India’s trade and economic ties with the EU are set to strengthen

Photo: Reuters
Photo: Reuters


Piyush Goyal’s Brussels visit covers a range of issues with high potential to boost bilateral relations

India and the EU, as two large democratic areas , have a long history of shared values, political exchanges and common interests. In 2022, the two economies celebrated 60 years of their relationship with the relaunch of talks on a bilateral trade agreement. Both sides have agreed to fast-track talks with a target of concluding a trade deal by the end of 2023. The latest Brussels visit of Union minister for commerce and industry Piyush Goyal has added momentum to the negotiations and provided India a platform to work with the EU to resolve sensitive issues, including market access barriers. It will help build a consensus for a balanced and meaningful trade agreement, which will enhance our exports and lead to economic growth and employment on both sides. As one of the world’s fastest growing economies, India offers EU investors an attractive alternative market to China.

The EU is India’s third largest trading partner, accounting for 10.8% (around €88 billion) of our total trade in goods. The last decade saw trade in goods between the two economies rise by about 30%. The EU is a key export market for us, and in many categories like agri-food products, India has a positive trade balance with it. Food exports from India to the EU have increased from $2.65 billion in 2011 to $3.01 billion in 2021, while food imports from the EU to India have increased from about $410 million in 2011 to some $920 million in 2021. Trade in services between India and the EU was around €30.4 billion in 2020. Foreign investment from the EU to India has increased over the years, with the EU foreign investment stock in India at around €87.3 billion in 2020. Over 6,000 European companies are present in India, which has led to significant job creation in the country.

India is the EU’s 10th largest trading partner, accounting for 2.1% of the EU’s total trade in goods, but this is well behind China’s 16.2% and the US’s 14.7%. Our companies have vast potential to enhance exports and diversify the export basket. The minister’s EU visit provides an opportunity for business-to-business interactions across a wide range of sectors, including food and beverages, technology, chemicals, automobiles and auto-components, textile chemicals, metals and steel. We could develop successful business partnerships, enhance exports and attract investment from the EU. The visit also focuses on trade and investment issues. While EU businesses have raised high-tariff related concerns in Indian sectors like dairy, alcoholic beverages and automobiles and auto-components, our businesses are worried about regulatory issues such as technical standards and the EU’s carbon tax.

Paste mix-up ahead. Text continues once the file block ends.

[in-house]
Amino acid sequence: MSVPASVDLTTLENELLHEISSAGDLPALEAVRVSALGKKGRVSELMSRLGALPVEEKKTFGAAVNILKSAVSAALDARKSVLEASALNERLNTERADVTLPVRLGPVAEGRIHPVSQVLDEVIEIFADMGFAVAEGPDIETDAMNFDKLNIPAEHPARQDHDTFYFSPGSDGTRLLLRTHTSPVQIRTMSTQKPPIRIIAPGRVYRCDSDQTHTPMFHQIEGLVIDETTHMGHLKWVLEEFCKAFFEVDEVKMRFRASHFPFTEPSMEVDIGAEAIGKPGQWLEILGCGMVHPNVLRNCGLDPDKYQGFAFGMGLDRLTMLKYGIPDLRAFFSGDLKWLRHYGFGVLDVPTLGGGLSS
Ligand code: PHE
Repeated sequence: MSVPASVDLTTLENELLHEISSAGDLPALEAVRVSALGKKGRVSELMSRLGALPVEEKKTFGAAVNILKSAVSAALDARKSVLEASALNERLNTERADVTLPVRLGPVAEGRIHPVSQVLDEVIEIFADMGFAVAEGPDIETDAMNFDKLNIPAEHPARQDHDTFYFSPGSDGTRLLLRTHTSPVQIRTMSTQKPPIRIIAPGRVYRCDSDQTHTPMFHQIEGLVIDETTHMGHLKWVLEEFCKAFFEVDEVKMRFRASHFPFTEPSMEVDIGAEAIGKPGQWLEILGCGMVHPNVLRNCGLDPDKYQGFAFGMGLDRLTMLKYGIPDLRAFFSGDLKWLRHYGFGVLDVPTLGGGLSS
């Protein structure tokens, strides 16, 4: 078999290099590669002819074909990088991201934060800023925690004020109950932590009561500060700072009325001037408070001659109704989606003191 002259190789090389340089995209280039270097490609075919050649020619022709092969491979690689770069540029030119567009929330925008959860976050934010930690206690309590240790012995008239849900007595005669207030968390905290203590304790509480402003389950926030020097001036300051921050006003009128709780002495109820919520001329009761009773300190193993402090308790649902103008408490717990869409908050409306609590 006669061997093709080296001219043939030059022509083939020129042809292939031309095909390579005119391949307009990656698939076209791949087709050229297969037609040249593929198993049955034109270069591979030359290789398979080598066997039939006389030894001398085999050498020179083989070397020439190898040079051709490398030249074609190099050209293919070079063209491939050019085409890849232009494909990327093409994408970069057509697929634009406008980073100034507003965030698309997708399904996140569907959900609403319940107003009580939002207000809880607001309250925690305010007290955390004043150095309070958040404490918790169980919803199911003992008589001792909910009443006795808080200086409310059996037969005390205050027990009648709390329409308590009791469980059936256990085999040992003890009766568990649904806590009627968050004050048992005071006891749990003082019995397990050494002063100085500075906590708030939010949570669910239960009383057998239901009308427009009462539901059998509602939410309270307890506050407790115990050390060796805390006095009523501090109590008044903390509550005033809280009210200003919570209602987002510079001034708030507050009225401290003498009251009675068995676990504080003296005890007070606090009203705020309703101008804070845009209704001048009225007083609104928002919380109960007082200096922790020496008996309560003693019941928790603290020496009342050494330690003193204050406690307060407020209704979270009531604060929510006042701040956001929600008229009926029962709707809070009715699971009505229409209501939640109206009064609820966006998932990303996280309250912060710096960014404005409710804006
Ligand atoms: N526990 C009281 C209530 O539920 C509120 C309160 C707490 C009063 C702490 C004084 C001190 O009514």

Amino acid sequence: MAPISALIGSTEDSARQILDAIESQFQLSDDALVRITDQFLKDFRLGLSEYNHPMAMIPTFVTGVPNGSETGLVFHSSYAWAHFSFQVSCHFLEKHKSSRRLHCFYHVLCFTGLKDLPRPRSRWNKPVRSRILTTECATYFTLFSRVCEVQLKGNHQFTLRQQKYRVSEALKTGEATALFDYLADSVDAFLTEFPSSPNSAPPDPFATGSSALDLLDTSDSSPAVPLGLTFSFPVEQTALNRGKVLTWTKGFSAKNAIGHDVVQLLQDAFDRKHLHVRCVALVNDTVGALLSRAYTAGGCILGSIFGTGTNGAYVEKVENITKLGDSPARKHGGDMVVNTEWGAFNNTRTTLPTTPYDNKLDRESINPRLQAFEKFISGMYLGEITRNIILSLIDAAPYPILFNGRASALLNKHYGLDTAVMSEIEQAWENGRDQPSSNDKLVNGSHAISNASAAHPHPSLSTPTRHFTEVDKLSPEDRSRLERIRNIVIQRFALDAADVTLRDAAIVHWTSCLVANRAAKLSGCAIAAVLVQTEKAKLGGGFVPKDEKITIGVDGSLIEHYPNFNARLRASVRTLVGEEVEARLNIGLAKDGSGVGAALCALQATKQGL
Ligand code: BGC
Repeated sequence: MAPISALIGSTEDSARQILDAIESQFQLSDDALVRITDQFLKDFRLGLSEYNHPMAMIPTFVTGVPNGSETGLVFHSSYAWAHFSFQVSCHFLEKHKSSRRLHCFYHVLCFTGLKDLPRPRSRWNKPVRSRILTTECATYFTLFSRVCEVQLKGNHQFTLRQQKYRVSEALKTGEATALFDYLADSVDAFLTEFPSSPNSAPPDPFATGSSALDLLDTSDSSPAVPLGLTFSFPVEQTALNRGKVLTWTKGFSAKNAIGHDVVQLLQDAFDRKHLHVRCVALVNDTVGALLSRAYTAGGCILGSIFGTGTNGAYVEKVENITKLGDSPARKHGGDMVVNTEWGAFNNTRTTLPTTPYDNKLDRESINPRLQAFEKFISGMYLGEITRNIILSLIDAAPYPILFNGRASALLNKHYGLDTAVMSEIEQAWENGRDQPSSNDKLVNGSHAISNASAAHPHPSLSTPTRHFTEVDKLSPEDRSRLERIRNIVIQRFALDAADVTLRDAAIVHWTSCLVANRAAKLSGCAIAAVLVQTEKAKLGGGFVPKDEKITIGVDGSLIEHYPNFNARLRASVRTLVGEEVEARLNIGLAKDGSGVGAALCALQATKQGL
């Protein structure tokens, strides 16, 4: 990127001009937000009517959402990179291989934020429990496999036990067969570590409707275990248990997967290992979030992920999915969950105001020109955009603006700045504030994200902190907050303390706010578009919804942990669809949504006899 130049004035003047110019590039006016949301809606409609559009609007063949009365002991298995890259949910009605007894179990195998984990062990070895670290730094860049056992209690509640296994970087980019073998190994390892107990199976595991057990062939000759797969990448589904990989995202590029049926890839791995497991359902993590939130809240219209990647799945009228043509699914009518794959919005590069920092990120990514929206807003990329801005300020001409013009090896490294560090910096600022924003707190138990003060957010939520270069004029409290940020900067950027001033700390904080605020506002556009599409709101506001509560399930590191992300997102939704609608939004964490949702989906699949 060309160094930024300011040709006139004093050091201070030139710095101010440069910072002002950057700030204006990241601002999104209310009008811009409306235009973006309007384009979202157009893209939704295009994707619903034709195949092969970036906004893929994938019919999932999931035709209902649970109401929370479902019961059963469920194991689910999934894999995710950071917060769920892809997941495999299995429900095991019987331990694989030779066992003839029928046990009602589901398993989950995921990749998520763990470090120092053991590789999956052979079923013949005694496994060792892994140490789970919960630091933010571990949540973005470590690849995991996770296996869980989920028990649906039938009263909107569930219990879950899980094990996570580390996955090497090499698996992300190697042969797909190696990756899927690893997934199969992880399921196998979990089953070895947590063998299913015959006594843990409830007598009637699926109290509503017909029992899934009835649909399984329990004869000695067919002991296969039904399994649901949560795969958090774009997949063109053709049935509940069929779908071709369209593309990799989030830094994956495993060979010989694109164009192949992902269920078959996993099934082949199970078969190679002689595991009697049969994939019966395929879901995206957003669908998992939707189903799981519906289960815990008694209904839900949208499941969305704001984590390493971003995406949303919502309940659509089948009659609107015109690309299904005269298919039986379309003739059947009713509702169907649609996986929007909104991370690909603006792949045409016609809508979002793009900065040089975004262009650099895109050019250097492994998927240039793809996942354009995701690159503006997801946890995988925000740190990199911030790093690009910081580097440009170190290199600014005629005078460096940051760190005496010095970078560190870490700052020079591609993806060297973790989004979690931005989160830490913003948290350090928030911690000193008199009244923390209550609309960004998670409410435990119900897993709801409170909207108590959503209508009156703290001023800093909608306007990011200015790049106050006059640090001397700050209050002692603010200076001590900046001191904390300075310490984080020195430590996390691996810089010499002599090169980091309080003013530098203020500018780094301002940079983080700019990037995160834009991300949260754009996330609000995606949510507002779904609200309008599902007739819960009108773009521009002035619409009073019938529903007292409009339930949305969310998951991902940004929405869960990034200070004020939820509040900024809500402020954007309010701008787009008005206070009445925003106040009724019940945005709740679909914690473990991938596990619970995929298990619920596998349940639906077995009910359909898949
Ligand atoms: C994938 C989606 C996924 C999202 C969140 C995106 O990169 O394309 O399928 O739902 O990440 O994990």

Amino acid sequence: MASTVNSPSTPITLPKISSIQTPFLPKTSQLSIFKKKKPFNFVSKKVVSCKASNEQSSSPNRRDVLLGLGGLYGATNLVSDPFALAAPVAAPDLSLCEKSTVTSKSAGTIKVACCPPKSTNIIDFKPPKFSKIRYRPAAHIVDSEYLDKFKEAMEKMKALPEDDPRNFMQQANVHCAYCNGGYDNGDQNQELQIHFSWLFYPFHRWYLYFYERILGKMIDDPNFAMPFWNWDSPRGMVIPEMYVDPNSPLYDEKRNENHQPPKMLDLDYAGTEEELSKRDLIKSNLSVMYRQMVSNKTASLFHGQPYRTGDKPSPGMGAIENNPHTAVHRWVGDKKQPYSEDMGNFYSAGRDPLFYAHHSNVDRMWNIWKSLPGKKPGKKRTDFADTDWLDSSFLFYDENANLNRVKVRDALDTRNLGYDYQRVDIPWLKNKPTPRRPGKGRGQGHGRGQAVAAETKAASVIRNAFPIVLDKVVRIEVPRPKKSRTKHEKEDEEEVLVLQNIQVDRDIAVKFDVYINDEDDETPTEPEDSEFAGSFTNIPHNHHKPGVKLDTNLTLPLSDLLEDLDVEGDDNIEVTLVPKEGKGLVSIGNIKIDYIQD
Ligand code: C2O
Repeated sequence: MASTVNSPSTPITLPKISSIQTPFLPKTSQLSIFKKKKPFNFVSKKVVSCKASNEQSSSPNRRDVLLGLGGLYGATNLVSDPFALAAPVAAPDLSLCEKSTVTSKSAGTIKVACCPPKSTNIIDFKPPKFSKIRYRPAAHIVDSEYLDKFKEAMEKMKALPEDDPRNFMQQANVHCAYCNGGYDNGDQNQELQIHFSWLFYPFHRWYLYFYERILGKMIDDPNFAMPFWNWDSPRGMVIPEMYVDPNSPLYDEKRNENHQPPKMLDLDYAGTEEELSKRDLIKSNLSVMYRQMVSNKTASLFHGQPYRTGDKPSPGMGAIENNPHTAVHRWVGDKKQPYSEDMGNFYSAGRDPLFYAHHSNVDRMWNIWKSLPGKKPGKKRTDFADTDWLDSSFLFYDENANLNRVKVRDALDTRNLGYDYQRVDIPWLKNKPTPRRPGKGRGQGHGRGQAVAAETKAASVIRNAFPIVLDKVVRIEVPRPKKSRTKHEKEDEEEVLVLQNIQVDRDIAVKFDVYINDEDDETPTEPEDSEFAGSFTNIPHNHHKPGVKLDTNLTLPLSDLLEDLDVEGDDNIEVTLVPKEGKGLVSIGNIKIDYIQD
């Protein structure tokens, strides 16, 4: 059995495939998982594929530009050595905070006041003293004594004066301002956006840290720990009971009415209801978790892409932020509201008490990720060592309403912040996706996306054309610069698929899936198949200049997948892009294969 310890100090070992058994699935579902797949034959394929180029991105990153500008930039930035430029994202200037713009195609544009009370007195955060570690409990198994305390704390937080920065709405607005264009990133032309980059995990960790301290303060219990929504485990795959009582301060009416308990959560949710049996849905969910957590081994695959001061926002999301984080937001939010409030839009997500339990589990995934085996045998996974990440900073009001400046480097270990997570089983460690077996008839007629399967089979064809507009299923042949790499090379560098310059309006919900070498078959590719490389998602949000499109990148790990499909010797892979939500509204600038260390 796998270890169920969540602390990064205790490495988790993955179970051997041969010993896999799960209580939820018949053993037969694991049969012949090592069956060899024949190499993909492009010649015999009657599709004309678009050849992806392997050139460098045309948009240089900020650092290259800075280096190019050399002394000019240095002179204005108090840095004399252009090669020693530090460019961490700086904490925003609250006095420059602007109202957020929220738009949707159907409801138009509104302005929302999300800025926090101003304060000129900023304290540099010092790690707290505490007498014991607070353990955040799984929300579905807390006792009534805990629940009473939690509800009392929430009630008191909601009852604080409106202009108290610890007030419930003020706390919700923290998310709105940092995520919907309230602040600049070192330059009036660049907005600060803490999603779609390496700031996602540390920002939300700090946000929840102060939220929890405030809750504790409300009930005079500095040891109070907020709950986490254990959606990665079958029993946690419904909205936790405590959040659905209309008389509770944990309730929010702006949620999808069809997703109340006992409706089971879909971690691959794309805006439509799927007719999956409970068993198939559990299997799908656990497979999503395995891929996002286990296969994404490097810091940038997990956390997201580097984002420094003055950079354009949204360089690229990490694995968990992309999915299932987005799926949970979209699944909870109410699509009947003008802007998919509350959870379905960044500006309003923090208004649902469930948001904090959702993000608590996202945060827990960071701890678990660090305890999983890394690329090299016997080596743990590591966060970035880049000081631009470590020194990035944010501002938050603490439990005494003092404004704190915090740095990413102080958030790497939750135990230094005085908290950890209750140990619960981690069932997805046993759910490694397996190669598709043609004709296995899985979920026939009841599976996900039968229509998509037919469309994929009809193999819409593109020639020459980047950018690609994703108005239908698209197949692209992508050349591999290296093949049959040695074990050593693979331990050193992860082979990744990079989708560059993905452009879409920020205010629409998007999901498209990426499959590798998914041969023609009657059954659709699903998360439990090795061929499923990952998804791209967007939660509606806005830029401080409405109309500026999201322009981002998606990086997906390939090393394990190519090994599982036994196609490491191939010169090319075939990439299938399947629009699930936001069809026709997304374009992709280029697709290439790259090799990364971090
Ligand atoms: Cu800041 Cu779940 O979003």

There are differences in views between India and the EU over several issues, like the content of an investment agreement, intellectual property rights and tackling climate change challenges. The India-EU Trade and Technology Council (TTC) could serve as a platform to address some of these. The visit will help to build a consensus on how to jointly work on addressing the issues through the TTC and a trade agreement.

India and the EU are participating in trade discussions in multiple forums, including the World Trade Organization (WTO) and G20. In this context, the minister’s visit affords an opportunity to identify areas of common interest and for India to get EU support on its G20 priority areas, like making trade more inclusive and growth-oriented for developing countries, building resilient global value chains (GVCs), integrating micro, small and medium enterprises (MSMEs) in global supply chains by using digital platforms, logistics for trade, and WTO reforms. In the specific context of WTO reforms, India and the EU have already agreed to work together on common priorities covering issues like its dispute resolution mechanism, subsidies on agriculture and fisheries, and an e-commerce moratorium. Both sides recognize the need to build on their common goals to pursue consensus-based solutions that would support livelihoods and nutrition security for millions in India and other developing countries. If India and EU work together, they may be able to reach a consensus on many issues at the next WTO Ministerial Conference.

There are multiple areas where bilateral trade and investment flows can be enhanced through targeted interventions and collaborations. For example, joint-capacity building programmes for supporting MSMEs integration with GVCs; support to startups in each other’s market; joint research, innovation and skilling programmes; collaboration and joint projects on sustainable food systems will all help enhance bilateral trade and investment flows. Collaboration between regulatory bodies and mutual recognition agreements will help address several issues related to technical standards and the mobility of professionals. India may explore the scope for collaborations to attract more tourists from the EU, enhance exports of organic products and traditional medicine as organic food, Yoga and Ayurveda gain popularity in the EU. As India embarks upon creating a resilient and efficient logistics ecosystem and promoting seamless multimodal international transportation under the PM Gati Shakti and the National Logistics Policy of 2022, there is scope for attracting investment in this sector and learning from the best practices of the EU.

Arpita Mukherjee is a professor at the Indian Council for Research on International Economic Relations (ICRIER)

These are the author’s personal views.

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